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LETTER TO EDITOR
Year : 2005  |  Volume : 53  |  Issue : 1  |  Page : 120-121

A case of sporadic Creutzfeldt Jakob disease with anterior visual pathway involvement


1 Departments of Neurology, Sree Chitra Tirunal Institute for Medical Sciences and Technology, Trivandrum - 695 011, India
2 Departments of Radiology, Sree Chitra Tirunal Institute for Medical Sciences and Technology, Trivandrum - 695 011, India

Date of Acceptance08-Nov-2004

Correspondence Address:
P S Mathuranath
Departments of Neurology, Sree Chitra Tirunal Institute for Medical Sciences and Technology, Trivandrum - 695 011
India
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Source of Support: None, Conflict of Interest: None


DOI: 10.4103/0028-3886.15080

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How to cite this article:
Mooney T, Sreekumar J, Hemanth S, Mathuranath P S, Sarada C. A case of sporadic Creutzfeldt Jakob disease with anterior visual pathway involvement. Neurol India 2005;53:120-1

How to cite this URL:
Mooney T, Sreekumar J, Hemanth S, Mathuranath P S, Sarada C. A case of sporadic Creutzfeldt Jakob disease with anterior visual pathway involvement. Neurol India [serial online] 2005 [cited 2019 Oct 21];53:120-1. Available from: http://www.neurologyindia.com/text.asp?2005/53/1/120/15080


Sir,

 Creutzfeldt-Jakob disease More Details (CJD) typically presents with rapidly progressing dementia, myoclonus and rigidity,[1] although early cortical blindness is known in the Heidenhain variant.[2] Early and predominant anterior visual pathway involvement is very rare in sporadic CJD.

A 61-year-old previously asymptomatic lady presented with a 3 months history of progressive, painless bilateral visual loss culminating in complete blindness. Behavioral alterations manifested two months later as apathy, decreased word output, and a fluctuating sensorium. Over the next couple of months she developed gait and limb ataxia, and limb dystonia. She had no history of blood transfusion or surgery and was a vegetarian who occasionally consumed fish but never meat or beef. We first saw her in the ninth month of her illness. She was doubly incontinent, had no visual regard, withdrew limbs to painful stimuli, and vocalized spontaneously and to painful stimuli with no meaningful verbalization. Menace and pupillary light reflex (direct and consensual) were absent, optic fundii showed bilateral primary optic atrophy, deep tendon reflexes were normal and plantar response flexor. Over the next four weeks of hospital stay she developed spontaneous as well as action-induced myoclonus with axial and appendicular rigidity.

Serum biochemical tests, thyroid functions, anti-thyroid antibodies, fine needle aspiration cytology and ultrasonography of the thyroid, and serum B12 levels were all within normal limits. HIV and ANA serology were negative. Cerebrospinal fluid (CSF) showed 2 lymphocytes/cumm., sugar of 97 mg/dl and protein of 21 mg/dl. CSF Grams and AFB stains and cultures were negative. Flash VEP recorded prolonged P 100 latencies bilaterally (154 msec). The initial three weekly-EEGs showed diffuse slowing with triphasic waves [Figure - 1] while the last EEG showed generalized short interval sharp and slow wave complexes at 1 to 1.5 second [Figure - 2]. Non-contrast (1.5 Tesla) MRI brain showed age-related atrophy and bilateral posterior thalamic hyperintense signal changes on T2 and PD images [Figure - 3].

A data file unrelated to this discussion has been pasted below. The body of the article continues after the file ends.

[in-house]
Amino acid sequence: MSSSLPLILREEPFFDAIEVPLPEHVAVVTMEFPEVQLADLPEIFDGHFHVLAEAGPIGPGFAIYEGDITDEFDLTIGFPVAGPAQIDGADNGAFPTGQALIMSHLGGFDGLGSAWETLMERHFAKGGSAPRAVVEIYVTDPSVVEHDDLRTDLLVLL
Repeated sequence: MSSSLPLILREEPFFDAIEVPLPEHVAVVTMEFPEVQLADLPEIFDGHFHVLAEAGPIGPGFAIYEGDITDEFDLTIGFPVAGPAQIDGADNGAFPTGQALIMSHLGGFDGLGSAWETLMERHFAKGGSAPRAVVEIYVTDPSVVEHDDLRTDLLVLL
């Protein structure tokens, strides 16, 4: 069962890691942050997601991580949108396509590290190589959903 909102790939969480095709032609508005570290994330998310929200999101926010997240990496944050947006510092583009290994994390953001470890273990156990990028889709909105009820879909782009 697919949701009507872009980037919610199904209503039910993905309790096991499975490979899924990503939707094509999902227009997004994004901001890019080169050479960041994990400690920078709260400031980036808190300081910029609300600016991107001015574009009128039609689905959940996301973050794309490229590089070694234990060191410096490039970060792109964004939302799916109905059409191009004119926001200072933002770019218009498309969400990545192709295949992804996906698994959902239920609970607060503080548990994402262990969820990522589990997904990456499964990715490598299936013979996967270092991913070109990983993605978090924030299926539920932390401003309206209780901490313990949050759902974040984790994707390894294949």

Our patient started with progressive blindness followed over next ten months by dementia and myoclonus. Other causes were ruled out by appropriate investigations. CJD was considered initially though the optic neuropathy and the absence of the characteristic EEG findings by ten months into the illness raised questions. The subsequent evolution of dystonia, rigidity, myoclonus, and the characteristic periodic complexes on EEG and posterior thalamic hyperintensities on MRI, however, favor the diagnosis of sporadic CJD.[3]

Anterior visual pathway involvement has so far been reported in only two case reports in the literature. Kitagawa et al from Japan reported a patient who had extensive and early brain atrophy on CT scan and whose post mortem showed degeneration of the optic nerve as well as the cerebral and cerebellar white matter.[4] Lesser et al reported a case of bilateral optic atrophy confirmed at autopsy in whom features of optic atrophy were not documented ante mortem.[5] Our case highlights the rare occurrence of the anterior visual pathway involvement in sporadic CJD and demonstrates that it can be the presenting feature, preceding the typical clinical or EEG features of this disease by months.

 
  References Top

1.Wehl CC, Roos RP. Creutzfeldt Jakob disease, new variant Creutzfeldt Jakob disease and Bovine spongiform encephalopathy. Neurol Clin North Am 1999;17:835-59.  Back to cited text no. 1    
2.Kropp S, Schulz-Schaeffer WJ, Finkenstaedt M, Riedemann C, Windl O, Steinhoff BJ, et al. The Heidenhaim variant of Creutzfeldt Jakob disease. Arch Neurol 1999;56:55-61.  Back to cited text no. 2  [PUBMED]  [FULLTEXT]
3.World Health Organisation's Clinical Criteria for the Diagnosis of Sporadic Creutzfeldt Jakob Disease. Wkly Epidemiol Rec 1998;3:361-5.  Back to cited text no. 3    
4.Kitagaway Y, Gotch F, Koto A, Ebihara S, Okayasu H, Ishii T, et al. Creutzfeldt Jakob Disease: A case with extensive white matter degeneration and optic atrophy. J Neurol 1983;229:97-101.  Back to cited text no. 4    
5.Lesser RL, Albert DM, Bobowick AR, O'Brien FH. Creutzfeldt Jakob Disease and optic atrophy. Am J Ophthalmol 1979;87:317-21.  Back to cited text no. 5    


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[Figure - 1], [Figure - 2], [Figure - 3]



 

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